My older son got an award at school today. The California public schools administer a test every spring called the CST or STAR test, basically, they are standardized tests in English/Language Arts and Math, and as the years progress, other topics get added. The 5th graders get tested on Science for the first time this year. I took a quick look at a sample of the CST questions in English for 11th graders, just for the heck of it, and to be honest, I’m not sure how well I’d do, given that my experience of reading and interpreting literature and even most documents is colored by years of life experiences, opinion, and correcting other people’s documents for a living. Anyway, back to my son. The school decided to give out medals to the kids who actually scored a perfect 600 score on the Math portion of the STAR test in the last two years. (I guess nobody got a perfect score in English, which actually sort of makes me sad). They had cute Olympic-type medals on red, white, and blue ribbons made up for the kids and gave them out in a post-lunchtime ceremony that the parents of those particular kids, and all of the children in grades 2-5, were invited to. It was probably the first time that I scored a seat in the auditorium for any of the school events I’ve been to in the last six years, given that there were only 23 kids awarded medals, so only those parents were present.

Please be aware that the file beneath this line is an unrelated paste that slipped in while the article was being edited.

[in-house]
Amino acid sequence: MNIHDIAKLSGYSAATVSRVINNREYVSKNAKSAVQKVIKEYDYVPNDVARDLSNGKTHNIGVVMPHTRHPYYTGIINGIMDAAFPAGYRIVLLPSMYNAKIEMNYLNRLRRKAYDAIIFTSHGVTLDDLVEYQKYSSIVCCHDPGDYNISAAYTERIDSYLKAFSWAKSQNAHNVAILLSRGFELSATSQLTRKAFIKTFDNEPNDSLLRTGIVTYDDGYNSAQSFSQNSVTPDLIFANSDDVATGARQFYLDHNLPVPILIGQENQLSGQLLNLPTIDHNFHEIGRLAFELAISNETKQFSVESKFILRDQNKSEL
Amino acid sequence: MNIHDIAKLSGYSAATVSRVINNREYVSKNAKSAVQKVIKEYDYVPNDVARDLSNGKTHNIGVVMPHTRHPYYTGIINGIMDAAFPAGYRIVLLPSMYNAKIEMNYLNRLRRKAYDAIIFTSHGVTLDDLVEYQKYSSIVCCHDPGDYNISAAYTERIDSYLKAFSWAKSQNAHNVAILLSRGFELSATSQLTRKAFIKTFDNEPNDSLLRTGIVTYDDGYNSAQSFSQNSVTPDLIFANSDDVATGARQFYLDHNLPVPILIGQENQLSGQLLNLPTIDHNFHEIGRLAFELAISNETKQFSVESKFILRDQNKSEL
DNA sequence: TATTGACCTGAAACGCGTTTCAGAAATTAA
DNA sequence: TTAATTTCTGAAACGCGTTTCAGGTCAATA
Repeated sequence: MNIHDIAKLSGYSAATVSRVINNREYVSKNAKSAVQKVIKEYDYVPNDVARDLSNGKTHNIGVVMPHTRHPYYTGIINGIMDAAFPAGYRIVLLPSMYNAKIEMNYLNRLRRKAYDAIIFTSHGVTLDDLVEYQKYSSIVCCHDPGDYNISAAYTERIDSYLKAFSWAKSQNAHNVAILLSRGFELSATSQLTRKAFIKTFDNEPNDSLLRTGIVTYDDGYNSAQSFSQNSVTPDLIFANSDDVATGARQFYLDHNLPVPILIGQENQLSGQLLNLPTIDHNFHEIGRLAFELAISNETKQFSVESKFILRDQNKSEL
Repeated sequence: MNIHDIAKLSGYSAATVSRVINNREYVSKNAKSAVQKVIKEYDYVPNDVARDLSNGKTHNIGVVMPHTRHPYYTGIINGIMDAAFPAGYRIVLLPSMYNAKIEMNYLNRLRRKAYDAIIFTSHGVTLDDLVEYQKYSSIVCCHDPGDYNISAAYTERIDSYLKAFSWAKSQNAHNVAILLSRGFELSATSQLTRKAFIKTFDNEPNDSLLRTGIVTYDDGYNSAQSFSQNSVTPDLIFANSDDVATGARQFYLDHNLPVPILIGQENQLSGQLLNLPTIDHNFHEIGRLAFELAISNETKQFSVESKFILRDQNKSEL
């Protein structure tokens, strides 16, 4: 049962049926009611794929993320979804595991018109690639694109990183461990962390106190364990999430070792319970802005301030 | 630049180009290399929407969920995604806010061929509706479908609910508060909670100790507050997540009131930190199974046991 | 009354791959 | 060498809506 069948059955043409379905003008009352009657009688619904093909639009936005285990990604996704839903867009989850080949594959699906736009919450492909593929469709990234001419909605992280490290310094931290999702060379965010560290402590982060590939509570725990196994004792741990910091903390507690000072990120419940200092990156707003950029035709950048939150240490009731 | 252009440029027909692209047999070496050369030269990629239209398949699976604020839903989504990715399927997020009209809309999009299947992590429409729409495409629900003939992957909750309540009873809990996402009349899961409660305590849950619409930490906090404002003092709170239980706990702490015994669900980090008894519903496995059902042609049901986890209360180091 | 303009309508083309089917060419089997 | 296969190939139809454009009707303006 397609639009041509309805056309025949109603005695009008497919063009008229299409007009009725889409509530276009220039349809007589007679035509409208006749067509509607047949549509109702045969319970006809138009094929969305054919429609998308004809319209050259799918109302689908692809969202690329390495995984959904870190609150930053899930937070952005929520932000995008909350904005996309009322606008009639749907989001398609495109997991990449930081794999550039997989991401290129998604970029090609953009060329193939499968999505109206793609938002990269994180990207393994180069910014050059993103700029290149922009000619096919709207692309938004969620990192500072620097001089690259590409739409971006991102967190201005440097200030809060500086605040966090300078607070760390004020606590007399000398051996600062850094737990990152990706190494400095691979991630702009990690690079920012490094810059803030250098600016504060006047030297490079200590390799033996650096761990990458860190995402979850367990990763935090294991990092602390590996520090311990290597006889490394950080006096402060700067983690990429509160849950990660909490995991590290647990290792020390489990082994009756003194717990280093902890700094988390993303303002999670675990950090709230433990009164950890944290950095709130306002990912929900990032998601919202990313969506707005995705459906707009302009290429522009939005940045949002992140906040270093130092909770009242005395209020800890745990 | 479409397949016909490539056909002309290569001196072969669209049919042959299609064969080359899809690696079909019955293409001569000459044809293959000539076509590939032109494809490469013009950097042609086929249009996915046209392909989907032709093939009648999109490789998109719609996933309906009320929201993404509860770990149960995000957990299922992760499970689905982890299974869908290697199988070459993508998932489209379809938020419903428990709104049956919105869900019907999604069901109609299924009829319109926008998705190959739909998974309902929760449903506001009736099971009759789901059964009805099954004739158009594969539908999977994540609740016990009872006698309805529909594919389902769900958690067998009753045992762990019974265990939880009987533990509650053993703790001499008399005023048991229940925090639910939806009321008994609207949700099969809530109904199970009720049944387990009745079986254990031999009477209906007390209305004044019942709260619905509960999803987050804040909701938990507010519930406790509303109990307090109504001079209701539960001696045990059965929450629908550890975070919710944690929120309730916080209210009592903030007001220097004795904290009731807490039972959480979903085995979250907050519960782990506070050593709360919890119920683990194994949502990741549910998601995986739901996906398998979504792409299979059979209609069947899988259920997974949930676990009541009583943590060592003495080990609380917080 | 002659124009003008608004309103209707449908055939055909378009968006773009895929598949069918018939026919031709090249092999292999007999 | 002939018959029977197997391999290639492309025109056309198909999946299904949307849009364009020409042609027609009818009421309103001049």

A lot of times now when I attend things for my children, I find myself thinking of my Mom and my own childhood at these same ages. My sons are 8 and 11, in grades 3 and 5. I don’t remember a lot of elementary school – unfortunately huge chunks of it are big blanks. But I think I remember more of school than I do of my home life, which probably tells you something. I remember moving almost once a year, usually based on some whim of my Mom’s or because of some boyfriend she was then dating or had just broken up with and felt she had to “get away from”. In third grade, I went to three different schools. Two were due to moves, the other was due to a district change mid-year. In retrospect, my sense of self-deprecating humor was probably born out of a need to find a way to fit in, having always been “the new kid” in class every year. I had very few close friends growing up, other than my older brother, because he was the one who was always there. Everyone else, I got to know them for a few months, maybe a year, and then we moved away again. Small wonder that I tend to make friends with men more readily than I do women. Girls take longer to get to know … by the time someone got to know me, I’d moved on.